Common Ovulation problems in women and effective treatment


An NCBI study states that 11.8% of women in India in the reproductive age group face ovulation problems. It is a common issue that can be treated effectively if diagnosed early. If you are a woman under the age of 35, there is no serious cause for concern as this is the best time to get treated.

Types of Ovulation Problems:

  • Polycystic Ovarian Syndrome (PCOS)
  • Hypothalamic dysfunction
  • Primary ovarian insufficiency
  • Hyperprolactinemia


The most commonly found symptoms of ovulation problems in women are irregular menstrual cycles. This includes a menstrual cycle that is too long (35 days or longer) or a cycle that is too short (22 days or shorter). This means that ovulation is not taking place normally. There are usually no other signs or symptoms.


The main cause of ovulation problems is hormonal imbalance. The release of the mature egg, the travel of the egg down the fallopian tube and implantation are all controlled by specific hormones. If either hormone is released in abnormal quantities, ovulation problems arise.

When to see a doctor:

If you are below 35 years of age and have a problem conceiving naturally, it is time to see a doctor. If you are above 35 years of age and have tried conceiving naturally for over 6 months, it is time to see a doctor. At any point in time, if you see the signs and symptoms mentioned above, it is time to see a doctor.

Risk factors:

  • Age: As your age increases, the risk factor of ovulation problems increases.
  • Smoking: Smoking increases the risk of ovulation problems, miscarriage and conception.
  • Weight: Being overweight or obese poses a high risk for ovulation problems.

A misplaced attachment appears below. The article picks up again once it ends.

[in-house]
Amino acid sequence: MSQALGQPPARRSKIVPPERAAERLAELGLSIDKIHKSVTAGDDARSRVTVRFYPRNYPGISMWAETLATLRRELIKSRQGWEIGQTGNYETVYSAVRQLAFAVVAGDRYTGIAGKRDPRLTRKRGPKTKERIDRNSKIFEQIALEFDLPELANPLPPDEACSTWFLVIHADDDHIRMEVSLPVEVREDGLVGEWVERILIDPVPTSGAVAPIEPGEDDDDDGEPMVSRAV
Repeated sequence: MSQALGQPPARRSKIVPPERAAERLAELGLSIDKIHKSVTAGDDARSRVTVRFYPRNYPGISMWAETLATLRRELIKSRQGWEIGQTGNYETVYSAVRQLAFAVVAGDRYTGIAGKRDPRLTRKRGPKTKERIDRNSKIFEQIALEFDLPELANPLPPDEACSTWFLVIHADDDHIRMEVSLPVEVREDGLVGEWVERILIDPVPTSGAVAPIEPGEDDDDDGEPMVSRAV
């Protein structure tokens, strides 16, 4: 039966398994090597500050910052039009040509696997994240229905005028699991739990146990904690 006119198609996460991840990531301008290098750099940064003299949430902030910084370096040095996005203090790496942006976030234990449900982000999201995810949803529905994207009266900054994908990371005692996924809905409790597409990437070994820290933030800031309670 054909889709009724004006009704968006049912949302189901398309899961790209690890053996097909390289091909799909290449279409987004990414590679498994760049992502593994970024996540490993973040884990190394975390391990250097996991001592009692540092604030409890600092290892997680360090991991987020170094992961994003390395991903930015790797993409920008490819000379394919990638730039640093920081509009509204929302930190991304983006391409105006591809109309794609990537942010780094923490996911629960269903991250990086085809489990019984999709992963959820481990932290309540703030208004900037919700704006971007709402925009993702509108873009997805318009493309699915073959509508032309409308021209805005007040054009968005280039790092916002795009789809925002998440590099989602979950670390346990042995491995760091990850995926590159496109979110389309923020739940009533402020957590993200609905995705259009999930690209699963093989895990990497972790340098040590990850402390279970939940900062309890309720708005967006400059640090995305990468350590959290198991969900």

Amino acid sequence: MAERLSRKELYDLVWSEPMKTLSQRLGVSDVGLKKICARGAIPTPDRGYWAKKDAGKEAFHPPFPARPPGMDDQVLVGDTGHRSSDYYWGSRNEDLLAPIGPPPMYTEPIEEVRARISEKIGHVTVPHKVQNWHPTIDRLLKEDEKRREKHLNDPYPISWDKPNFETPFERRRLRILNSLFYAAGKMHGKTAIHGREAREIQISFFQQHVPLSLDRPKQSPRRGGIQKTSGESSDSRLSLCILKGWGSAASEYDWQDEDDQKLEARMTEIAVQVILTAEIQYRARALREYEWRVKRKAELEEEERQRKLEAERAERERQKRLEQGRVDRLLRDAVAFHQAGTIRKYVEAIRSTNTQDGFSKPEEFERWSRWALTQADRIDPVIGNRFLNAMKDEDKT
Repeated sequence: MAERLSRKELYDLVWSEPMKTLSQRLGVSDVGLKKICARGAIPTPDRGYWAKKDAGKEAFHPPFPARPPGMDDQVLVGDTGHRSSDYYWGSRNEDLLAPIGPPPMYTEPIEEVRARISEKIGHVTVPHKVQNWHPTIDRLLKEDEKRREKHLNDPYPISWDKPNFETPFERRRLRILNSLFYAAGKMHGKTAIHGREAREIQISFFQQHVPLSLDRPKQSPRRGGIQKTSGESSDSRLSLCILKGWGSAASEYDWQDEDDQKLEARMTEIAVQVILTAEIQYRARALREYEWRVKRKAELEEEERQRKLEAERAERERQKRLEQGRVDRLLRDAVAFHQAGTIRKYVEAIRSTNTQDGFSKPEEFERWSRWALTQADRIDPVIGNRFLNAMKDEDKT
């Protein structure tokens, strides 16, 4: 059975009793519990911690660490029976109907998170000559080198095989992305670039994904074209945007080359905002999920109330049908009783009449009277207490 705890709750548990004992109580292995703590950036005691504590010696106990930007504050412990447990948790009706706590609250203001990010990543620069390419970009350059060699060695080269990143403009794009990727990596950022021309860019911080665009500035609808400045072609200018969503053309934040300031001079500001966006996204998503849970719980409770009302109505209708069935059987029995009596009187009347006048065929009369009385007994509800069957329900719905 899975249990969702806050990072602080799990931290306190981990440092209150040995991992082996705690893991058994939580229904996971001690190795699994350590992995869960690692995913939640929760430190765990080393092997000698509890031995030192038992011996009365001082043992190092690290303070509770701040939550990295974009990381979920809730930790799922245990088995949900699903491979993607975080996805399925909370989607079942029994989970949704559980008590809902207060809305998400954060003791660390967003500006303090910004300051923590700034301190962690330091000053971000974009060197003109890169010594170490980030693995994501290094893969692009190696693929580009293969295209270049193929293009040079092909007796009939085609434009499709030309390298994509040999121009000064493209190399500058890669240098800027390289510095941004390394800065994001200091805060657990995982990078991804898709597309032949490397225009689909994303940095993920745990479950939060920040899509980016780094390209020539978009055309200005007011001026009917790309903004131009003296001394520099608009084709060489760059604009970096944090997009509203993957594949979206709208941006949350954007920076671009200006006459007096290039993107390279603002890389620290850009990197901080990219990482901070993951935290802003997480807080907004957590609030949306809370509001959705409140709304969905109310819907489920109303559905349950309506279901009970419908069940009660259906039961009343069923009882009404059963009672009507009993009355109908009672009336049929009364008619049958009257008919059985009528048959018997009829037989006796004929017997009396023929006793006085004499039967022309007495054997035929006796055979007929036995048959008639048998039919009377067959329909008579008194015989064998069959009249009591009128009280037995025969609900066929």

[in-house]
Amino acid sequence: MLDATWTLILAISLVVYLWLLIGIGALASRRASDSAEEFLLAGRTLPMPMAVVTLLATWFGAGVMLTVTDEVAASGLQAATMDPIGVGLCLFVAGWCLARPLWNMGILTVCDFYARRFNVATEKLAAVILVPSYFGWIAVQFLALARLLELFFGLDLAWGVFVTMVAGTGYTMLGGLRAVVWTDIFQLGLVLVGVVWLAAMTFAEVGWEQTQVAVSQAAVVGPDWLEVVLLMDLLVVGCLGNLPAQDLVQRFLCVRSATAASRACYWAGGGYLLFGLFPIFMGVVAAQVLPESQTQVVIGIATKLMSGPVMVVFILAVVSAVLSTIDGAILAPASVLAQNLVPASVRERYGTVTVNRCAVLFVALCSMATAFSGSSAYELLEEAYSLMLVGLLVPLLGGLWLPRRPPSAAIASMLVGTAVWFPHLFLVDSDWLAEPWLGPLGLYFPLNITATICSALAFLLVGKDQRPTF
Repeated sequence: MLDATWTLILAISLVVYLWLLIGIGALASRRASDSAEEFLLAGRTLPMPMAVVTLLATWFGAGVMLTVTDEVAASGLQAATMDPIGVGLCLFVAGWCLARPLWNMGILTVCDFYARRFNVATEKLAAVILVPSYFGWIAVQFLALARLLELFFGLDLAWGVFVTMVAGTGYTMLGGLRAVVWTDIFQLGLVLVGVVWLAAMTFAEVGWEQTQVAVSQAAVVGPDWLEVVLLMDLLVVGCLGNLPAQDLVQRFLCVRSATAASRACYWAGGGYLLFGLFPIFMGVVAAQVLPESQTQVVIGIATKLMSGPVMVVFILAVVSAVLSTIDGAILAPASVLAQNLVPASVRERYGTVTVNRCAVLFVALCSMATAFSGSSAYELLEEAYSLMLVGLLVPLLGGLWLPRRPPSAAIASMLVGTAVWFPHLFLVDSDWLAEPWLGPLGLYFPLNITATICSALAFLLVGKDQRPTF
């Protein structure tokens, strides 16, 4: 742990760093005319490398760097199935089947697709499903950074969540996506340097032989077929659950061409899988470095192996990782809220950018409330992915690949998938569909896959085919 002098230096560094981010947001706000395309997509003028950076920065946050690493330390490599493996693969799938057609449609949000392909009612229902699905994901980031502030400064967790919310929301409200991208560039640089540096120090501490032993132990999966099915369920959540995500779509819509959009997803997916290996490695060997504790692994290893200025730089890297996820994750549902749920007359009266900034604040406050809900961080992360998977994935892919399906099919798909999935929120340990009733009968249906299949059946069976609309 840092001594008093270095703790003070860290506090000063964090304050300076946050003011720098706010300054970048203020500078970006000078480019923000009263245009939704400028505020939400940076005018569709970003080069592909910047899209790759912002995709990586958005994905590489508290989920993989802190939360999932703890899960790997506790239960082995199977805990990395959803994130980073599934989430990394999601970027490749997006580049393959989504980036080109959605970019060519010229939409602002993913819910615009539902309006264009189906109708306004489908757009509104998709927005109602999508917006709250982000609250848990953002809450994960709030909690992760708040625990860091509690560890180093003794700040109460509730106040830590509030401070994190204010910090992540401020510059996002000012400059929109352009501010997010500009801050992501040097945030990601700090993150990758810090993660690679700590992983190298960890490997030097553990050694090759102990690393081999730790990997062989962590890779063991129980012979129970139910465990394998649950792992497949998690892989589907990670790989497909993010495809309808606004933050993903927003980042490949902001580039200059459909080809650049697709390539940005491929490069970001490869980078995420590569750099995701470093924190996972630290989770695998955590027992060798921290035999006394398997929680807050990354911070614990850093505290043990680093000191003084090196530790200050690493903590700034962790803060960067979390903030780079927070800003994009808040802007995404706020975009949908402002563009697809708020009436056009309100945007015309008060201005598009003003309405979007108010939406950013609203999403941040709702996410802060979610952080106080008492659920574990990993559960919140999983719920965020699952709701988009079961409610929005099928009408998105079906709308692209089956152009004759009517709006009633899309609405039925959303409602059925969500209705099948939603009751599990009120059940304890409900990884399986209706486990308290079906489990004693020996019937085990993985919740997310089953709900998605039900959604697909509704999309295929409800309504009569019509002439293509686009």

• Alcohol consumption: Excessive alcohol consumption reduces fertility rates.


  • Maintaining a normal Body Mass Index: Eat nutritious food and exercise regularly.
  • Quit smoking: Tobacco has numerous side effects on the reproductive organs of the woman.
  • Avoid alcohol: this will keep your fertility rates higher.
  • Reduce stress: Mental and physical stress releases a lot of cortisol which results in hormonal imbalance.


If you are having any signs and symptoms of ovulation problems, it is best to consult a physician. They will be able to diagnose and effectively treat the disorder. It is highly recommended not to blindly believe in home remedies and other alternative options as there are multiple ovulation problems with common symptoms. Doing this may further aggravate the issue. Consult a physician immediately.

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Ovulation problems are very common considering our current lifestyle. it is also effectively treatable if diagnosed in time. Consult your doctor as soon as you see signs and symptoms so that you can be treated effectively without compromising on fertility.

1. Do ovulation problems lead to infertility?

Not all ovulation problems lead to infertility. If left undiagnosed and untreated, even simple ovulation problems can turn complex which might result in infertility.

2. Can Sexually Transmit Diseases lead to infertility in women?

Though not all STIs lead to infertility, PID or Pelvic Inflammatory Disease can affect the reproductive organs, leading to infertility. It is best to consult a physician to understand risk factors and the next steps.

3. How long should we try to conceive naturally before seeing a doctor?

If you are a woman under the age of 35 and have tried to conceive with unprotected sex for over a year, it is time to see a doctor. If you are over 35 years and have tried to conceive for over 6 months, it is time to see a fertility specialist.

4. What are the tests that I should undergo for ovulation problems?

The physician will prescribe diagnostic tests depending on your symptoms and risk factors. It usually begins with simple tests such as physical examination, urine and blood tests.

5. Are ovulation problems genetically inherited?

Depending on the type of ovulation problem and the genes associated with it, some ovulation problems can be genetically inherited. A family physician will consider your family medical history before diagnosing or treating your ovulation problems. There are various causes and risk factors to be considered before diagnosing and starting the treatment.

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